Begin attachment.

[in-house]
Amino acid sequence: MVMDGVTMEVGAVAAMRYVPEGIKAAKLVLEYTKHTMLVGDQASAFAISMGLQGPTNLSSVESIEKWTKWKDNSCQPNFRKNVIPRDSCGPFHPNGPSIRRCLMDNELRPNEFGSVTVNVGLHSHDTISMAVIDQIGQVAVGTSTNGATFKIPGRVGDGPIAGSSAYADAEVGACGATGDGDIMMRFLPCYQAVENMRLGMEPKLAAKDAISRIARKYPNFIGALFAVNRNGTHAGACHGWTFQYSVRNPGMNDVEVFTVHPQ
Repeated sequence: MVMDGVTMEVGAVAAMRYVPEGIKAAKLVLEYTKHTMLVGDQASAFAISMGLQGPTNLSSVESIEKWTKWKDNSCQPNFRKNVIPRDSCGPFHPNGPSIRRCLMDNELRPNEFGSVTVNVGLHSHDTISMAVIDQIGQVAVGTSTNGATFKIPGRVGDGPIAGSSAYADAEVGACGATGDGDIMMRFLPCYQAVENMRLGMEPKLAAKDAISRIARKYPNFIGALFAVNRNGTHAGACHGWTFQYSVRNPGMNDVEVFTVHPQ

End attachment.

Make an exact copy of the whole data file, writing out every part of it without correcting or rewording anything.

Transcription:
[in-house]
Amino acid sequence: MVMDGVTMEVGAVAAMRYVPEGIKAAKLVLEYTKHTMLVGDQASAFAISMGLQGPTNLSSVESIEKWTKWKDNSCQPNFRKNVIPRDSCGPFHPNGPSIRRCLMDNELRPNEFGSVTVNVGLHSHDTISMAVIDQIGQVAVGTSTNGATFKIPGRVGDGPIAGSSAYADAEVGACGATGDGDIMMRFLPCYQAVENMRLGMEPKLAAKDAISRIARKYPNFIGALFAVNRNGTHAGACHGWTFQYSVRNPGMNDVEVFTVHPQ
Repeated sequence: MVMDGVTMEVGAVAAMRYVPEGIKAAKLVLEYTKHTMLVGDQASAFAISMGLQGPTNLSSVESIEKWTKWKDNSCQPNFRKNVIPRDSCGPFHPNGPSIRRCLMDNELRPNEFGSVTVNVGLHSHDTISMAVIDQIGQVAVGTSTNGATFKIPGRVGDGPIAGSSAYADAEVGACGATGDGDIMMRFLPCYQAVENMRLGMEPKLAAKDAISRIARKYPNFIGALFAVNRNGTHAGACHGWTFQYSVRNPGMNDVEVFTVHPQ